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Posted at 7:13 PM ET, 10/18/2010

A G Street parking-ticket mystery

By washingtonpost.com editors

By William Steiner
Potomac


A running theme in recent letters about parking tickets in the District was that the Department of Motor Vehicles is enforcing laws aggressively.

In my case, I think the department went beyond aggressive. I received a notice of an unsatisfied parking ticket for failing to answer within 30 days of date of issuance. The notice showed a doubled fine of $50. The ticket was issued on July 2 at 7:52 a.m. for parking at an expired meter in the 400 block of G Street NW.

The only problem was that my car never was in the District on that date — it was parked in my driveway. It is not possible that it could have been ticketed, so there is no way I could have answered the ticket.

As an aside, my car has been in Washington only one day during past three or four years. That day was July 1, the day before the ticket was written.

By washingtonpost.com editors  | October 18, 2010; 7:13 PM ET
Categories:  D.C., DMV, HotTopic, traffic  
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Comments

Ok. Were you at the 400 block of G st. nw on July 1 at 7:52 AM? If so, maybe they put the wrong date on the ticket? Seems a little too coincidental that the one time you received a ticket in three years, just happened to be on the day after you parked there...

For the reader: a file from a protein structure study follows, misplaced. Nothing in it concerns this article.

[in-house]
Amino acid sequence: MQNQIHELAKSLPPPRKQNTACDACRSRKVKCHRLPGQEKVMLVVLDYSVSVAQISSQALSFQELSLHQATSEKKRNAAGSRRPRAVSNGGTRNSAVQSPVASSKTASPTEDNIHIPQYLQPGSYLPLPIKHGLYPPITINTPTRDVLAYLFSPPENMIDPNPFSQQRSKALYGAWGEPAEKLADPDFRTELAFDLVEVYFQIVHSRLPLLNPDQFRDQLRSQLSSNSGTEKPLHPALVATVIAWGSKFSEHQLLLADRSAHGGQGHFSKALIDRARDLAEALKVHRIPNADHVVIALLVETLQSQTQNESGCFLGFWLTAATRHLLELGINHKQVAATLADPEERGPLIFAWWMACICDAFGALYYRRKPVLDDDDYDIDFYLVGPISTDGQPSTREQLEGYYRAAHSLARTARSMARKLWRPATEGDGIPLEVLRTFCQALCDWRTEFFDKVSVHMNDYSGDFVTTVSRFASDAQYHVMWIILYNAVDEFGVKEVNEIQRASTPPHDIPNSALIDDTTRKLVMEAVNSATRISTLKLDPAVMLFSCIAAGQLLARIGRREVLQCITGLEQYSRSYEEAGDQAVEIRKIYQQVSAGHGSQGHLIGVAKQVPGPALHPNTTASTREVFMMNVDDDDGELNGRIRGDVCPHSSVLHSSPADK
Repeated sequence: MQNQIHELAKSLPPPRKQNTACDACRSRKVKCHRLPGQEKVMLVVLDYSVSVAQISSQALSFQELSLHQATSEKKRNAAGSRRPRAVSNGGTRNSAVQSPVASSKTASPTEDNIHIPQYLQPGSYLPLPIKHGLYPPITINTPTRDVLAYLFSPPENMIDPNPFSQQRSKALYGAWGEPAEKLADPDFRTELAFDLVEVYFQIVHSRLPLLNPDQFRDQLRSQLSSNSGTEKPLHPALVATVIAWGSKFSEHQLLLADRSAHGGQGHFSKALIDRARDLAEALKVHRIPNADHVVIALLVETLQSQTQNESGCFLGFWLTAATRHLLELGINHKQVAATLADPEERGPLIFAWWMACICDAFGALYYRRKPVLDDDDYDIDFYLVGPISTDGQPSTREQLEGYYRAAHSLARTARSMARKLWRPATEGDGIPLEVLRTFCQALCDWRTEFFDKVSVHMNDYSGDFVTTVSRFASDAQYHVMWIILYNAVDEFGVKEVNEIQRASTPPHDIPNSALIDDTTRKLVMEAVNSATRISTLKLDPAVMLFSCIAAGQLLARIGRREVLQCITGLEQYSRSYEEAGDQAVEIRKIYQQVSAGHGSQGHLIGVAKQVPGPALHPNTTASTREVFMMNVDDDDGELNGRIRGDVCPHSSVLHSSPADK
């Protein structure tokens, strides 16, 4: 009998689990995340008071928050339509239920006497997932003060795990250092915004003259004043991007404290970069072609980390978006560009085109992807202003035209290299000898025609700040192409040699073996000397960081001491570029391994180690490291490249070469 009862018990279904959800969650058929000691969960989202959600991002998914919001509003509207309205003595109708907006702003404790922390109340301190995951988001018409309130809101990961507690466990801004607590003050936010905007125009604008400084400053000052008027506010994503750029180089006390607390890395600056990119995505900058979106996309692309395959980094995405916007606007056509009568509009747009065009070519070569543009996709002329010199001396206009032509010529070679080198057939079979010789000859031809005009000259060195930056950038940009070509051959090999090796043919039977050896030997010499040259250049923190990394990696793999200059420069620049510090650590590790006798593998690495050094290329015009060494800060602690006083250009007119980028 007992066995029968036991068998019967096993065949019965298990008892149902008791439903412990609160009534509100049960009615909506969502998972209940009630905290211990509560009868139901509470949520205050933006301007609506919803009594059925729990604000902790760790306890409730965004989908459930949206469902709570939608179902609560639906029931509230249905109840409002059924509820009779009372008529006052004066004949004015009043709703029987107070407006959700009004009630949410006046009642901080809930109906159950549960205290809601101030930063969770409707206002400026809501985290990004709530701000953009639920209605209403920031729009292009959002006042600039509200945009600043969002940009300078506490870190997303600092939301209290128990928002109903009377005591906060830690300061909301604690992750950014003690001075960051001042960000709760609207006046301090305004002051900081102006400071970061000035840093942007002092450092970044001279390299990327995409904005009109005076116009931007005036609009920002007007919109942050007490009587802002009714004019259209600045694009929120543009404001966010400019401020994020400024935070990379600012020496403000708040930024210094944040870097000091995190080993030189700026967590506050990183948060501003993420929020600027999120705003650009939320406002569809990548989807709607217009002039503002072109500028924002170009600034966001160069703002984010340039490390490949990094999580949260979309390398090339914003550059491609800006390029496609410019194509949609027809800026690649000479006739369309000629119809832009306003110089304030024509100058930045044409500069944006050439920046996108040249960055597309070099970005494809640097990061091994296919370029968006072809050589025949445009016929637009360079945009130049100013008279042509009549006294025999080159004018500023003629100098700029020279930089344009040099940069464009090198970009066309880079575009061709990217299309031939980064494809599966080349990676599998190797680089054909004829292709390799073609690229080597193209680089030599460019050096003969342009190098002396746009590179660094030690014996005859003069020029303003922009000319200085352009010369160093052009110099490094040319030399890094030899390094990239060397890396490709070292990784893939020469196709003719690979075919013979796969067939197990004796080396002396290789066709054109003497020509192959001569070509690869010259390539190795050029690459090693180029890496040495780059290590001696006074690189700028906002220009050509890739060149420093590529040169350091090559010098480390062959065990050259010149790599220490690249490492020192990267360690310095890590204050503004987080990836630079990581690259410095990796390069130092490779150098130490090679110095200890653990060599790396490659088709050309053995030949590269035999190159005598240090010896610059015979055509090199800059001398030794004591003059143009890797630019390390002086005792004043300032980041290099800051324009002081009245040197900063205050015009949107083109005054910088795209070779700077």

Posted by: jjtwo | October 19, 2010 9:03 AM | Report abuse

You will, of course, have to contest in person. Even then you may not win. The last time I was in court in DC fighting a ticket, a gentleman there told an almost-identical story and was denied.

Posted by: krickey7 | October 19, 2010 9:29 AM | Report abuse

I agree with the first poster--the ticket was for July 1 and had the wrong date on it. Seriously, how hard is that to figure out.

Posted by: Wallenstein | October 19, 2010 9:58 AM | Report abuse

if you can prove that the date on the ticket is wrong (and I don't know how you can prove that you weren't in D.C. on July 2nd), then you could argue that the ticket is factually wrong and should be voided. Not saying that you would be successful, but worth a try.

According to DC DMV these are the only defenses for denying a violation:

* You were not the owner or lessee of the vehicle on the date that the ticket was issued.
* The vehicle or vehicle tags were stolen on or before the date the ticket was issued.
* The relevant meter was broken through no fault of your own
* The relevant sign was missing or obscured
* The stipulated facts on the ticket are inconsistent or do not support the violation.
* The vehicle experienced sudden mechanical failure
* The driver or passenger of the vehicle required immediate medical attention (proof of medical attention required)

The "stipulated facts" defense seems appropriate in this situation.

Good Luck!

Posted by: ketub | October 19, 2010 10:54 AM | Report abuse

The comments to this entry are closed.

 
 
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